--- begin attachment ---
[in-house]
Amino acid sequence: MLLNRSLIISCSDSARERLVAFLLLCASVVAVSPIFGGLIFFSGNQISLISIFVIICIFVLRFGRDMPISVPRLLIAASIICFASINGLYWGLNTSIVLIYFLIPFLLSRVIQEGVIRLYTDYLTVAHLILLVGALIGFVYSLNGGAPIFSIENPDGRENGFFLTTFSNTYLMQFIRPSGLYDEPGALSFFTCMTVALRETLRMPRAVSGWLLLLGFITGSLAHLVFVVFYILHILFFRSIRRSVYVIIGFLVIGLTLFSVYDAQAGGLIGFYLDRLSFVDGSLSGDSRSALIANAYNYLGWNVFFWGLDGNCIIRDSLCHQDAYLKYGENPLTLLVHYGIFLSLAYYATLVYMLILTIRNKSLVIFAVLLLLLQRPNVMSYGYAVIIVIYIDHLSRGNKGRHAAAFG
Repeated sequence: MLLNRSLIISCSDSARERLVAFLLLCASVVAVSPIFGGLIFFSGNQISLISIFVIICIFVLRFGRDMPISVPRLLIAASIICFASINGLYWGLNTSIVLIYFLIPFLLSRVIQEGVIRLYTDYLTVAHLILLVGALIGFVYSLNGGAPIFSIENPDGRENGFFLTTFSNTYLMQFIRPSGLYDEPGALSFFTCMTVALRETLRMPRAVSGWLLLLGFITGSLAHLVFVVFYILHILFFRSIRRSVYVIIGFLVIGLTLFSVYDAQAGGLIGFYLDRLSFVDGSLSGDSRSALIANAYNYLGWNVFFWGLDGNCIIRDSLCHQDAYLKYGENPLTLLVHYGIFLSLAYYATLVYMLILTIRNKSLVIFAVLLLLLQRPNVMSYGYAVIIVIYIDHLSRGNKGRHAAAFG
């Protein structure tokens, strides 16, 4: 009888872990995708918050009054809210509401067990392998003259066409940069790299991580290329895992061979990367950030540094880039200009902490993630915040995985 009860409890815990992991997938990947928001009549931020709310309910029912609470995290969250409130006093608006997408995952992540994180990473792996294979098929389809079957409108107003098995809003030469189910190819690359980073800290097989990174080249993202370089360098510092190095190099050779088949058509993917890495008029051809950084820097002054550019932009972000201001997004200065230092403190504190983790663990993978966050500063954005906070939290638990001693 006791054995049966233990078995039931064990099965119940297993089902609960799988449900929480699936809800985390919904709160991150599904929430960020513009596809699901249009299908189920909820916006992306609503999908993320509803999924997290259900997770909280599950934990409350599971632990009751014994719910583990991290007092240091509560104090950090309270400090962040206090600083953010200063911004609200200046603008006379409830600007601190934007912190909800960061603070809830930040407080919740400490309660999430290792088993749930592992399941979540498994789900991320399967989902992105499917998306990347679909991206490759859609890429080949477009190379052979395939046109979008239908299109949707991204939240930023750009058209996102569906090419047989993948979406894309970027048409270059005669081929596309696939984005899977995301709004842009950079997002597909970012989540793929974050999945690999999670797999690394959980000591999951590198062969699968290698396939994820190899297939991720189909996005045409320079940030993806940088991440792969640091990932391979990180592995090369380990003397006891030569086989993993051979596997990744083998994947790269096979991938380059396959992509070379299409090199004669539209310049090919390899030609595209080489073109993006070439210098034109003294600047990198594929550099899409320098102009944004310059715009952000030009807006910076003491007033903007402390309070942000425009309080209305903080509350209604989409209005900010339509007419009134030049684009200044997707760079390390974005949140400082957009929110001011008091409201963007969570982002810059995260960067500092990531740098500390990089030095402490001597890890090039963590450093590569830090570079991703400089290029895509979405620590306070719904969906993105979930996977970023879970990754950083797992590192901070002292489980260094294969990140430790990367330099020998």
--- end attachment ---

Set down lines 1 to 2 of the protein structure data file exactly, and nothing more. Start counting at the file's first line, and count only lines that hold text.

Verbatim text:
[in-house]
Amino acid sequence: MLLNRSLIISCSDSARERLVAFLLLCASVVAVSPIFGGLIFFSGNQISLISIFVIICIFVLRFGRDMPISVPRLLIAASIICFASINGLYWGLNTSIVLIYFLIPFLLSRVIQEGVIRLYTDYLTVAHLILLVGALIGFVYSLNGGAPIFSIENPDGRENGFFLTTFSNTYLMQFIRPSGLYDEPGALSFFTCMTVALRETLRMPRAVSGWLLLLGFITGSLAHLVFVVFYILHILFFRSIRRSVYVIIGFLVIGLTLFSVYDAQAGGLIGFYLDRLSFVDGSLSGDSRSALIANAYNYLGWNVFFWGLDGNCIIRDSLCHQDAYLKYGENPLTLLVHYGIFLSLAYYATLVYMLILTIRNKSLVIFAVLLLLLQRPNVMSYGYAVIIVIYIDHLSRGNKGRHAAAFG